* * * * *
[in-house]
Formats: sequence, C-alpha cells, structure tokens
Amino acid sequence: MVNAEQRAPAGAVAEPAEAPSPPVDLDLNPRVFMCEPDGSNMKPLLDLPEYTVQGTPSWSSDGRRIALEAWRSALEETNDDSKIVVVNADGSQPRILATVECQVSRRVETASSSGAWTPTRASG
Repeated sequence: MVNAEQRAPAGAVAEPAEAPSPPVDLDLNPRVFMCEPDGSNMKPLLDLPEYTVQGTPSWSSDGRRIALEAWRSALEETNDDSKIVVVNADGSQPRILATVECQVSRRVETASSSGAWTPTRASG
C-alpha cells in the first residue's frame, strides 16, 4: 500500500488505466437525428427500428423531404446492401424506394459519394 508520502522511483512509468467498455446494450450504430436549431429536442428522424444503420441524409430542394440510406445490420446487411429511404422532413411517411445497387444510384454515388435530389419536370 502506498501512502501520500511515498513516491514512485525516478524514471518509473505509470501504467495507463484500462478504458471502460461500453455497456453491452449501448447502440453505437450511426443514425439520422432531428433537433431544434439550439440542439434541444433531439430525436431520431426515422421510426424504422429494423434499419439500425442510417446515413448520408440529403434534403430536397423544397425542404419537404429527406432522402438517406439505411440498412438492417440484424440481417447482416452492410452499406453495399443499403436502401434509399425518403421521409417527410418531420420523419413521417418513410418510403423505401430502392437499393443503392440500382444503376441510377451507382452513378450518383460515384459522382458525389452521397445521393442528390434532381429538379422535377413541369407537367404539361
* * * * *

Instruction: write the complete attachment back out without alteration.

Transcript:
[in-house]
Formats: sequence, C-alpha cells, structure tokens
Amino acid sequence: MVNAEQRAPAGAVAEPAEAPSPPVDLDLNPRVFMCEPDGSNMKPLLDLPEYTVQGTPSWSSDGRRIALEAWRSALEETNDDSKIVVVNADGSQPRILATVECQVSRRVETASSSGAWTPTRASG
Repeated sequence: MVNAEQRAPAGAVAEPAEAPSPPVDLDLNPRVFMCEPDGSNMKPLLDLPEYTVQGTPSWSSDGRRIALEAWRSALEETNDDSKIVVVNADGSQPRILATVECQVSRRVETASSSGAWTPTRASG
C-alpha cells in the first residue's frame, strides 16, 4: 500500500488505466437525428427500428423531404446492401424506394459519394 508520502522511483512509468467498455446494450450504430436549431429536442428522424444503420441524409430542394440510406445490420446487411429511404422532413411517411445497387444510384454515388435530389419536370 502506498501512502501520500511515498513516491514512485525516478524514471518509473505509470501504467495507463484500462478504458471502460461500453455497456453491452449501448447502440453505437450511426443514425439520422432531428433537433431544434439550439440542439434541444433531439430525436431520431426515422421510426424504422429494423434499419439500425442510417446515413448520408440529403434534403430536397423544397425542404419537404429527406432522402438517406439505411440498412438492417440484424440481417447482416452492410452499406453495399443499403436502401434509399425518403421521409417527410418531420420523419413521417418513410418510403423505401430502392437499393443503392440500382444503376441510377451507382452513378450518383460515384459522382458525389452521397445521393442528390434532381429538379422535377413541369407537367404539361